Refuse to Contribute Story 2: Charlene

Going back almost 35 years to 1984, I met some of the people who have been the most important in my life – if not consistently, certainly in intervals, and absolutely over the course of time. The boys I met September 1984 were and have remained some of the most important people in my life since.

The important people in their lives have also become important in mine. We’ve been their for the births of our children, the deaths of our parents, the weddings, the divorces. There have been times of strain in our friendships, and there have been revivals. Guys I have reconnected with as a middle aged adult whom I could not have imagined having considered my friend all those years ago.

And then there is one mom. The mother of  of my classmates, and another schoolmate. Dave and I were close in school – good friends up to and through college – but as things go, we’ve gone through ebbs and flows in our friendship. As time goes on, we exchange text messages, but have gone years between actually seeing each other. It’s just time and laziness coming between us, nothing more, but it’s that inertia – the same inertia that has gotten in my way of accomplishing of my fitness goals. He’s not on social media, but his brother and his mom are, and they and I are connected.

His mom was always pretty cool. Younger than most of the moms of our classmates, so of course the object of some consideration: she was (and frankly still is) very pretty. But she’s also, as I’ve come to find, a good soul.

Quietly, over the course of time, she has captioned a series of beautiful pictures with a hashtag, #RefusetoContribute. At one point I asked her about it – perhaps even teasing about the origin, because a quick Google search suggests that no such hashtag has trended. Actually, that same search yields results almost the opposite of the intention:

“What about those who refuse to contribute…”

Dec 5, 2016 – I began to reply and quickly realized that my response was spinning out of control, far beyond the bounds of a socially acceptable Facebook …

“Fin Aid: What if No Help from Parents”
http://www.finaid.org/otheraid/parentsrefuse.phtml
The US Department of Education has published guidance to financial aid administrators indicating that neither parent refusal to contribute to the student’s …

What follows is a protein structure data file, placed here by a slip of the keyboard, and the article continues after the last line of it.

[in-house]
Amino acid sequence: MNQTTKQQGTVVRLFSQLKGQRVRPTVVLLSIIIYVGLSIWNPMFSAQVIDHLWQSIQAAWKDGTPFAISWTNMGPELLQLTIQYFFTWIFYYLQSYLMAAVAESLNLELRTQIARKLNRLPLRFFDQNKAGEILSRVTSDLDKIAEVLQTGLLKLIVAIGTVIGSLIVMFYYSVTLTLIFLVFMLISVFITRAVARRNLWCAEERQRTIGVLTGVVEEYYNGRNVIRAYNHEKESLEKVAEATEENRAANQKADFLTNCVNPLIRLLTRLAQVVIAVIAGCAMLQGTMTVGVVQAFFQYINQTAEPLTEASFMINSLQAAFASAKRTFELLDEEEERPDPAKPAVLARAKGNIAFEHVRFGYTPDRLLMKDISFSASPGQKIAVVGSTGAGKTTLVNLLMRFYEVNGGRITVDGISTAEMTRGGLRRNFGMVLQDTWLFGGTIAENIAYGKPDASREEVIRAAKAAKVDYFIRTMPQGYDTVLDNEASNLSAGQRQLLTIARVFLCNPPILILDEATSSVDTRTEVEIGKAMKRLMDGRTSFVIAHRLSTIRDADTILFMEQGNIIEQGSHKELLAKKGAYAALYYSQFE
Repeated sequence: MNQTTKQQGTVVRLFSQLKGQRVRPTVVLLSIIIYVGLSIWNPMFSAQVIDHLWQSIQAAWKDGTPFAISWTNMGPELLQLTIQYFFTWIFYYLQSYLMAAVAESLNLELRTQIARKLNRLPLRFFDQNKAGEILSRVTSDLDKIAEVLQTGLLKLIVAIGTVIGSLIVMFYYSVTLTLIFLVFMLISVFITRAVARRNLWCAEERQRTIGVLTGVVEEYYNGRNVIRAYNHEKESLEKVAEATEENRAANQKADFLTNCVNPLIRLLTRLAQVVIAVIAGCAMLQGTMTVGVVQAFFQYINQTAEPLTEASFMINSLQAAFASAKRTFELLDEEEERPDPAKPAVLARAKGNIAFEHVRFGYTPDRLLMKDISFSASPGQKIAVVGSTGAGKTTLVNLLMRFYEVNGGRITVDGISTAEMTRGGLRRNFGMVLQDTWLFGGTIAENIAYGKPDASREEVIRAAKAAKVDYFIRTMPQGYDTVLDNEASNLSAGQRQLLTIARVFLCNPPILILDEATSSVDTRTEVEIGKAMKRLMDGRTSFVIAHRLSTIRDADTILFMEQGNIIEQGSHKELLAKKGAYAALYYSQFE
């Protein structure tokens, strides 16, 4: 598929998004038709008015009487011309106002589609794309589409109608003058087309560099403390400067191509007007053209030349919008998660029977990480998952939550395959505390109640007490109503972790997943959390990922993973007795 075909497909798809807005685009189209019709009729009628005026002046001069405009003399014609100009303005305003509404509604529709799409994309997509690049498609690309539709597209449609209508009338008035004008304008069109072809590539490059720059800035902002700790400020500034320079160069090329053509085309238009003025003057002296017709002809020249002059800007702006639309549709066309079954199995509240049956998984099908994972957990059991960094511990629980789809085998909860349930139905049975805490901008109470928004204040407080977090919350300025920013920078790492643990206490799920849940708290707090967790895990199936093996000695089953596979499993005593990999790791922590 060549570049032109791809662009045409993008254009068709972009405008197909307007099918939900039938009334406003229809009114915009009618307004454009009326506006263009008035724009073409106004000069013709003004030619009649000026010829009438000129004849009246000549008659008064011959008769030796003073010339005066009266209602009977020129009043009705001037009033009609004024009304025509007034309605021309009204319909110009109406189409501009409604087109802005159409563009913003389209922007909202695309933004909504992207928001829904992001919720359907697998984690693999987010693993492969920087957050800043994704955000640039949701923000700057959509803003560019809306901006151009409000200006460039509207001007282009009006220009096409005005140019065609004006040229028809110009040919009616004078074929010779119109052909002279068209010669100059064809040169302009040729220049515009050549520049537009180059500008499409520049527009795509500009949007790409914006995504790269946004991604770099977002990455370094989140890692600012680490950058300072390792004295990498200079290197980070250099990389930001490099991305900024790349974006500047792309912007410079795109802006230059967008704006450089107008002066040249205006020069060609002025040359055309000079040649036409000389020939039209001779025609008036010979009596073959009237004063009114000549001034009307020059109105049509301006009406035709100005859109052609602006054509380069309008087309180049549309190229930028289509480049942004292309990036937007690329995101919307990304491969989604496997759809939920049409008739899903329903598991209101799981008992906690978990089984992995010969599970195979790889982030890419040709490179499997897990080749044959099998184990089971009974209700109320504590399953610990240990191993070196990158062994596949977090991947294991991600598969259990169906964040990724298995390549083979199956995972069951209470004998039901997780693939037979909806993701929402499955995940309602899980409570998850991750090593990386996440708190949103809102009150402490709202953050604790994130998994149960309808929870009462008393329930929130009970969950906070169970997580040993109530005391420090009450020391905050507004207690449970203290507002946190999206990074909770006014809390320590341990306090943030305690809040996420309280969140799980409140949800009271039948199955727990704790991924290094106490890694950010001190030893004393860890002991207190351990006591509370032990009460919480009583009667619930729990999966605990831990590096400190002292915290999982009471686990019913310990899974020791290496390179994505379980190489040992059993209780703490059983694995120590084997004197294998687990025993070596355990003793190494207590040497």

“My wife doesn’t want to contribute to any bills/mortgage payments …”
https://www.quora.com/My-wife-doesnt-want-to-contribute-to-any-bills-mortgage-paym…Makes you wonder, if she isnt willing to contribute anything when things are good, … Then again, if she continues to refuse your request, you’ll have to decide …

Donate – Refuse Fascism
donate.refusefascism.org/
Only the people taking to the streets in mass, nonviolent, sustained political mobilization can stop this nightmare!

So, what is the intention? Months before I got fed up with the Manufactured Outrage, she was simply posting pictures of paradise, simple tableaus of treasured scenes. She works that hashtag like a boss, and truly her whole feed is family and love.

Here are a few of her #refusetocontribute pictures

Image may contain: plant, flower, nature and outdoor

Image may contain: 1 person

Image may contain: ocean, table, outdoor and indoor

Usually captioned only with the hashtag. A small, silent protest against an increasingly polarized world. Cherishing the small, beautiful moments. One voice in the vast interwebs calling for beauty and peace.

No commentary. No judgement.

Let’s all take some time and refuse to contribute.

Advertisements

Author: Mo

I consider myself a bit of a loner. I tend to think of myself as a one-man wolf pack. I like old school sneakers, baggy jeans, and oversized sweatshirts. I believe there is no such thing as a short sleeve dress shirt. I like neckties. I do not understand camping, car racing, or algebra – but I can camp and have been known to go a little faster than the speed limit. I have NEVER been known to do a quadratic equation.

2 thoughts on “Refuse to Contribute Story 2: Charlene”

  1. For a long time I’ve said that the most important decision each of us make in life is the people we chose to be around – and this post unquestionably supports that mantra. Well done … and cheers to Dave’s mom.

Leave a Reply

Fill in your details below or click an icon to log in:

WordPress.com Logo

You are commenting using your WordPress.com account. Log Out /  Change )

Google+ photo

You are commenting using your Google+ account. Log Out /  Change )

Twitter picture

You are commenting using your Twitter account. Log Out /  Change )

Facebook photo

You are commenting using your Facebook account. Log Out /  Change )

Connecting to %s